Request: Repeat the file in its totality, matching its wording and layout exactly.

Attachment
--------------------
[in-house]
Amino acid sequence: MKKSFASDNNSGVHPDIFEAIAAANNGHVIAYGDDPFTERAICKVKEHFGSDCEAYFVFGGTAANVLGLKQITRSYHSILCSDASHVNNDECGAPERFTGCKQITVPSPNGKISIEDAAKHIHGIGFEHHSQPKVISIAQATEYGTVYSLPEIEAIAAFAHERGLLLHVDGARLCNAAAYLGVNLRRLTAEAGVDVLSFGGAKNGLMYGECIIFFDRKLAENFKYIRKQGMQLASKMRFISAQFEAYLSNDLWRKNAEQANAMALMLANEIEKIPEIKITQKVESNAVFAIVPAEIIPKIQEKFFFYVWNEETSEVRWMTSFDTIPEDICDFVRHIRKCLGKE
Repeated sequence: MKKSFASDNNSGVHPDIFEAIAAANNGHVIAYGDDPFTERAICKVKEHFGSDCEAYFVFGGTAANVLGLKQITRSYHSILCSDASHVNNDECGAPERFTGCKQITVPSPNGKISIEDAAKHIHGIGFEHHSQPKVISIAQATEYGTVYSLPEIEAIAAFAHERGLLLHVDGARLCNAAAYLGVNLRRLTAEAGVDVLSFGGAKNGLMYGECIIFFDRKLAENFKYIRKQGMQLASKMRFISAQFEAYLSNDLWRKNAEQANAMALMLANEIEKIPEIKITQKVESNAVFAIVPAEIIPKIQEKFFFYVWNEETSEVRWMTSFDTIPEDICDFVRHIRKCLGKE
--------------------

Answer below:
[in-house]
Amino acid sequence: MKKSFASDNNSGVHPDIFEAIAAANNGHVIAYGDDPFTERAICKVKEHFGSDCEAYFVFGGTAANVLGLKQITRSYHSILCSDASHVNNDECGAPERFTGCKQITVPSPNGKISIEDAAKHIHGIGFEHHSQPKVISIAQATEYGTVYSLPEIEAIAAFAHERGLLLHVDGARLCNAAAYLGVNLRRLTAEAGVDVLSFGGAKNGLMYGECIIFFDRKLAENFKYIRKQGMQLASKMRFISAQFEAYLSNDLWRKNAEQANAMALMLANEIEKIPEIKITQKVESNAVFAIVPAEIIPKIQEKFFFYVWNEETSEVRWMTSFDTIPEDICDFVRHIRKCLGKE
Repeated sequence: MKKSFASDNNSGVHPDIFEAIAAANNGHVIAYGDDPFTERAICKVKEHFGSDCEAYFVFGGTAANVLGLKQITRSYHSILCSDASHVNNDECGAPERFTGCKQITVPSPNGKISIEDAAKHIHGIGFEHHSQPKVISIAQATEYGTVYSLPEIEAIAAFAHERGLLLHVDGARLCNAAAYLGVNLRRLTAEAGVDVLSFGGAKNGLMYGECIIFFDRKLAENFKYIRKQGMQLASKMRFISAQFEAYLSNDLWRKNAEQANAMALMLANEIEKIPEIKITQKVESNAVFAIVPAEIIPKIQEKFFFYVWNEETSEVRWMTSFDTIPEDICDFVRHIRKCLGKE